MASSE IN THE HOUSE: Questioning the Parliamentary Secretary on Federal Level Job Cuts in Windsor at CBSA and Service Canada

MASSE IN THE HOUSE: Questioning the Parliamentary Secretary on Federal Level Job Cuts in Windsor at CBSA and Service Canada

Mr. Brian Masse (Windsor West, NDP): Mr. Speaker, it is a pleasure to rise today to follow up on a couple of questions I had in the House of Commons that relate to cuts the government is making to a number of different services. The first is the Canada Border Services Agency and the second is employment insurance.

    My riding in Windsor has the largest volume of international traffic travelling between Canada and the United States. In fact it ranks in the world's top class. We are seeing the CBSA headquarters office move to Niagara Falls, despite the fact that a report said it should be consolidated in Windsor. The government has decided to move it to a minister's riding at the expense of drugs and smugglers getting into this country, at the expense of a series of different problems that we will see emerge.

    The reason I know that is because I have met with the men and women who serve so ably in the Windsor region and they will now have to communicate with supervisors 400 kilometres away from the most important border crossing that this country has. It has the highest volume. It has the highest issues that have to be dealt with. It is a border crossing that consists of four independent ways to get vehicles, trains, trucks and cars across to the Detroit region and then into the United States. It is a very sensitive region.

    Relocating the headquarters to Niagara Falls which is 400 kilometres away, where executive decisions have to be made about whether to investigate, take down or take action on smugglers, drug runners and other types of things we do not want to have in our country is wrong.

    The second issue is the cuts to employment insurance in an area of high unemployment. We are seeing 73 people who are facing layoff. The government has backed off on some of them because of the pressure. It is wrong because right now people rely upon those cheques and services. In the division that is being cut and reduced won an award for Canada for service recently. The employees won an award and now they get a pink slip. It is unacceptable.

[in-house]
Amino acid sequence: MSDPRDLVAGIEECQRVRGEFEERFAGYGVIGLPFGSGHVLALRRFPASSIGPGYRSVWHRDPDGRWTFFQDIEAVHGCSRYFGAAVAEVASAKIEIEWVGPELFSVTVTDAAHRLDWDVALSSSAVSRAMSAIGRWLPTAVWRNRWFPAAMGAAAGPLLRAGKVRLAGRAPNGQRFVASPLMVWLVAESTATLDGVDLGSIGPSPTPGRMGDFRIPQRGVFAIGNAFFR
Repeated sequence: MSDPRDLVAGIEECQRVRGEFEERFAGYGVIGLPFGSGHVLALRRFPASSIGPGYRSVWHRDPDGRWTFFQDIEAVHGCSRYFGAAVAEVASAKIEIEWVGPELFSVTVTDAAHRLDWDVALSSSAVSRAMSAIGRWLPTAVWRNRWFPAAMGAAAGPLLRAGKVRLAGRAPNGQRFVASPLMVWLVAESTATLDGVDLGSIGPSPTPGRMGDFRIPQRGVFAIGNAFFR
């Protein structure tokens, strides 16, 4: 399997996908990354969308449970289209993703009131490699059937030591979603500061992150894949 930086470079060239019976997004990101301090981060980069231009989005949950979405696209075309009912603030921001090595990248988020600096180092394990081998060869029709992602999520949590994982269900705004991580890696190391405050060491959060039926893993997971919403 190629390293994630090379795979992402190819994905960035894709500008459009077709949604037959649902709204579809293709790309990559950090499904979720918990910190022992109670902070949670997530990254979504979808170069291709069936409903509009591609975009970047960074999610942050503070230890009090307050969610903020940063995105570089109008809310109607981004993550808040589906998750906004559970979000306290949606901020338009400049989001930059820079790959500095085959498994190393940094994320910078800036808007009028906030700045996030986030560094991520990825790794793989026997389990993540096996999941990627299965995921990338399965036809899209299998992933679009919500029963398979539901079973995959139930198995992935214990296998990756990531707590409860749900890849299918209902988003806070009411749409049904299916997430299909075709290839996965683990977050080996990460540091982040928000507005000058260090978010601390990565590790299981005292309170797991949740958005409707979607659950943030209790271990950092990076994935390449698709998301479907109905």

We want to see the restoration of those services. The parliamentary secretary talked about “we are doing that by investing” when she was referring to public safety and the other minister said that “no impact on persons servicing is going to take place”. It is absolutely not true. We know the government is cutting the Windsor service because of austerity measures. It has been publicly admitted. The reduction is taking place because they have to reduce the CBSA file and the money in it to make way for changes with regard to the budgetary process.

    Changes to employment insurance are going to affect the front line people because we lost decision makers who look at arbitrary cases for employment insurance who have been trained for a number of years to do that job. They have gone through several layers of training to become a processing person who actually looks at the cases, makes decisions and makes recommendations about someone getting employment insurance.

    That is critical because other boards and agencies have often tried to cherry-pick some of these workers because they are so good and we are showing them the pink slip right now despite the fact that they have the best of qualifications and credentials.

    There is the very important position of a youth service operator worker who does outreach for young people. In my region we have 20% unemployment for youth. It is unacceptable and we should not be losing services right now because they are critical for serving people and keeping streets in our community safe.

    Mr. Brian Masse: Mr. Speaker, it is quite amazing. I loved the preamble with regard to the parliamentary secretary saying that there were no closures between these two crossings when the amalgamation took place.

    When we think about that logically, that is 60% of the trade that goes between Canada and the United States. Of course there would be no closures to crossing. To suggest that Fort Erie or the Windsor-Detroit corridor would lose crossings is completely ludicrous and it does not even make any sense. It certainly shows the efforts the government is making to change the channel.

    The reality is that we did lose staff and personnel in the field, because we have managers and other support systems that are now gone. Those support systems are very important. The decision-makers who would actually make the call at the end of the day are now gone. Now we have to communicate with those 400 kilometres away.

    We do not know what type of drugs are getting into the country. We do not know what kind of guns are getting into the country. We do not know what type of smugglers are getting into the country. It is because we have devolved the entire system in Windsor, and just for $1.5 million.

    The busiest border crossing in this country, in this North American system, is now a headless horseman.